Had there been time I would have made them my companions in prayer for the afternoon minchah meditation. Instead, I simply looked. I didn’t look with my frequent worried eyes of ‘what’s expected of me and what am I supposed to do?’ I didn’t look with the selfish eyes of ‘what’s in it for me and mine?’ I just looked.

For those moments God was my light.

Now, back home in this Elul month of preparation before Rosh Hashanah, the New Year, a simple prayer flows through me; I’d like it to sing inside me like a clear mountain stream as it tumbles over rocks and through pebbles: Tahareni; purify me.

Help me to see to the quick of life, its wonder, its beauty. Give me eyes of openness and appreciation. Then may my attitude, my words and deeds, reflect back gratitude and kindness. May my response be care and consideration, and courageous compassion for this precious world and this brief time in which to know and cherish it.

God, be my light, to see all life in your light. For, though that light seems brighter and your song clearer where the small birds swoop over the shallow river as it flows from the loch to the sea, you are the heart of everything, all human life, all life.

Where we find comfort

Today is Tu B’Av, the 15th of the month of Av, the Jewish version of Valentine’s Day, when according to the Mishnah the daughters of Israel would dance in the vineyards and the young men would choose their life’s partners (not entirely egalitarian, but romantic nonetheless).

According to tradition, 15 Av marks the beginning of the grape harvest which continues until the eve of Yom Kippur, the other ‘dating date’ on which girls would go out to the vineyards and dance.

In Israel the day has been given a new name, Chag Ha’Ahavah, the Festival of Love. It is a special privilege to celebrate a wedding today.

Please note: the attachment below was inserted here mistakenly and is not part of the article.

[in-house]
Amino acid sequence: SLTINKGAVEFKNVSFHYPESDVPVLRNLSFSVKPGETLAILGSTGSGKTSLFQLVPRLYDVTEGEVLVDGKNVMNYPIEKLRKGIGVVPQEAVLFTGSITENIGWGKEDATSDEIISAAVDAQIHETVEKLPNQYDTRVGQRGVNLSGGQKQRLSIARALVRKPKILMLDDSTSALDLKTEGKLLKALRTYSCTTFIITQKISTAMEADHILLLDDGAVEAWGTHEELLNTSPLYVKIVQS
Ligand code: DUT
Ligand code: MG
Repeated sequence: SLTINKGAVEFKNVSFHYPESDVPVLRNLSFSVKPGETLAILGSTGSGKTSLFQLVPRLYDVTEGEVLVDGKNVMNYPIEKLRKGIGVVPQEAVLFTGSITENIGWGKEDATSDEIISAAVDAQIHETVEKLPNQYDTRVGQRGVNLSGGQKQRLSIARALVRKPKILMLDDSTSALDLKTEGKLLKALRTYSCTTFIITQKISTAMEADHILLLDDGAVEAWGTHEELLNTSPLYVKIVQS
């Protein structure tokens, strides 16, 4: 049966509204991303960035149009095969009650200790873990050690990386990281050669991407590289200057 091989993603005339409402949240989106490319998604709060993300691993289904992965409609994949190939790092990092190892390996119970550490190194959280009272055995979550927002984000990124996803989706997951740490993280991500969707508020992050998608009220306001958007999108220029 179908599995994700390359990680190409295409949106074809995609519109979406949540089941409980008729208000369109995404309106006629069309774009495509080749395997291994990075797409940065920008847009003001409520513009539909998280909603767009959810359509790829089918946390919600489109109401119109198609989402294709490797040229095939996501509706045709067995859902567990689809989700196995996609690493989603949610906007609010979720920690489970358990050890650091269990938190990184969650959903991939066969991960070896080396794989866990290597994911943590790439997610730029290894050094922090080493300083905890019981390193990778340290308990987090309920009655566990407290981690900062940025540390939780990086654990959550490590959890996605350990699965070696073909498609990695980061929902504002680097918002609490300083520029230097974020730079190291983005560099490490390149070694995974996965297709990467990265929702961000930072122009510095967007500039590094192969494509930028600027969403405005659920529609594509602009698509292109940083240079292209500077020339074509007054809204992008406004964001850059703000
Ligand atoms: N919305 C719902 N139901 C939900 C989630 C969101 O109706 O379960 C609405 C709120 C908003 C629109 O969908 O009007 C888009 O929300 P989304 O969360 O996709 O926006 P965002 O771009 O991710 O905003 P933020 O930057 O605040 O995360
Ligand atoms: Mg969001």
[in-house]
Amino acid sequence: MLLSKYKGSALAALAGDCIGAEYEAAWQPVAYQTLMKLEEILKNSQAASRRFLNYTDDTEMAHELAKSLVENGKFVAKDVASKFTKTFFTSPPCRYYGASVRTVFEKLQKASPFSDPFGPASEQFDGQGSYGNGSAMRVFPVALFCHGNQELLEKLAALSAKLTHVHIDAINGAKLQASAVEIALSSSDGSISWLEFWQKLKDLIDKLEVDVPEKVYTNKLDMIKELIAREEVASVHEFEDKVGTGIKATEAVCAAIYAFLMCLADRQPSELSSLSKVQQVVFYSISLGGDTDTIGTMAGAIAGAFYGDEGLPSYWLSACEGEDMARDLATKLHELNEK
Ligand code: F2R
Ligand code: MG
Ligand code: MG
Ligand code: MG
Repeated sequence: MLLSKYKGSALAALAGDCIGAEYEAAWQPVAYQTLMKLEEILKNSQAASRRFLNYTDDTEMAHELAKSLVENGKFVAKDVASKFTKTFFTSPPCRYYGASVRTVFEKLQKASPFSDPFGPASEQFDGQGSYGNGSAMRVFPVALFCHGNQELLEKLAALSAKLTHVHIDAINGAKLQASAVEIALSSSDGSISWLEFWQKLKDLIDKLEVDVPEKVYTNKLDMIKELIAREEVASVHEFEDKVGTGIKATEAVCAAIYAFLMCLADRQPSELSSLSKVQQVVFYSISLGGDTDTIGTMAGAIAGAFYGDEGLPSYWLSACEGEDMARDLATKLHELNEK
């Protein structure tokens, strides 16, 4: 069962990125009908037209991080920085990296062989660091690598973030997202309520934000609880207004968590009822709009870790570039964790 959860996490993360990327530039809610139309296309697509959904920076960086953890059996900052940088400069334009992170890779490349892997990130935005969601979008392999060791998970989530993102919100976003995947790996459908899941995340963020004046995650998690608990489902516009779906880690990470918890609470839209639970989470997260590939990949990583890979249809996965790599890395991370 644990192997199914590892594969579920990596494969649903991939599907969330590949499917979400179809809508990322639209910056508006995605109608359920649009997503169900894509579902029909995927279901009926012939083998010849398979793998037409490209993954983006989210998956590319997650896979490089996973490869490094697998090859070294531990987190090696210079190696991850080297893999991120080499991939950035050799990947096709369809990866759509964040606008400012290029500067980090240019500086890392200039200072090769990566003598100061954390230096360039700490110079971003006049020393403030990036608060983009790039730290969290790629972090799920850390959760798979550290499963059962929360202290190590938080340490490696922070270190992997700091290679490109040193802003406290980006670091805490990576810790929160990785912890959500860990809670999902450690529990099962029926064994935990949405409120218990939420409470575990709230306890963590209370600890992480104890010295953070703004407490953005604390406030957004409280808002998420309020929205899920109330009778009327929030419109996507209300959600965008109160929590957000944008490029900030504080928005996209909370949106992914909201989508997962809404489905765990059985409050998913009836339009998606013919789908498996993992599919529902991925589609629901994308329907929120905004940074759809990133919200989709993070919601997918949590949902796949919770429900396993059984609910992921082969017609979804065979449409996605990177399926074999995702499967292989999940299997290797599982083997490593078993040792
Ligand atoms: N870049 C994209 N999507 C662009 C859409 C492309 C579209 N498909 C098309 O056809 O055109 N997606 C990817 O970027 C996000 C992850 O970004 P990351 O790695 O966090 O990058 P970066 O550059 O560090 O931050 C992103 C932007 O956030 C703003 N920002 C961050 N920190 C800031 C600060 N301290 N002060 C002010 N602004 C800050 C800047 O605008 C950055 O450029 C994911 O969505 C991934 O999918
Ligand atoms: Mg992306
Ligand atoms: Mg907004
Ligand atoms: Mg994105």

Tomorrow is Shabbat Nachamu, the Shabbat of Consolation. ‘Comfort ye, comfort ye, my people’, declared the prophet Isaiah in words the timeless power of which inspired Martin Luther King’s famous speech on Capitol Hill:

Every valley shall be raised up and every mountain made low.
The glory of God will be revealed, and all flesh shall see it together.

In Judaism there are two great sources of consolation: life itself, and values. War and persecution have never eroded the tenacious commitment to both. I often hear stories like these:

She met my father at a railway station in Poland in August 1945. They were both looking for surviving members of their families. They didn’t discover any, but they did find each other. She was just 18, he was 20.

 My father came here a refugee, alone. None of his achievements mattered to him a fraction as much as creating a new family. His loved to sit at the head of the Friday night table, his children and grandchildren around him.

Two weeks ago, I found myself overwhelmed by my own experience of consolation. It was Libbi’s graduation. As I watched her, with love and pride, it suddenly struck me that Lore, my mother, would have marked her graduation as a doctoral candidate in the very same location seventy years earlier. We’d named Libbi after her, giving her the same second name, Shulamit, and the same initials, L. S. When I got home, I looked out the photographs: the gown, the mortar board, – little had changed. Lore came to Britain as a refugee. She passed away young; she didn’t see her children grow up or marry, she never knew her grandchildren. Two generations had now passed, yet here we were: ‘Mir zaynen do’.

In his brief, warm welcome the Pro-Vice-Chancellor spoke of the 800-year-old ideals of the pursuit of truth and knowledge.

To Jews, these values are more ancient still, coupled with the commitment to carry out God’s will through justice and compassion. I saw them put into practice at Noam, our youth movement’s, pre-camp this week. There I witnessed four kinds of passion: a deep engagement in Jewish learning; an adventurous commitment to Tikkun Olam, making the world better for the outcast and neglected; an acute awareness that we must do far more for the wellbeing of our planet; a passion for shared, collaborative leadership.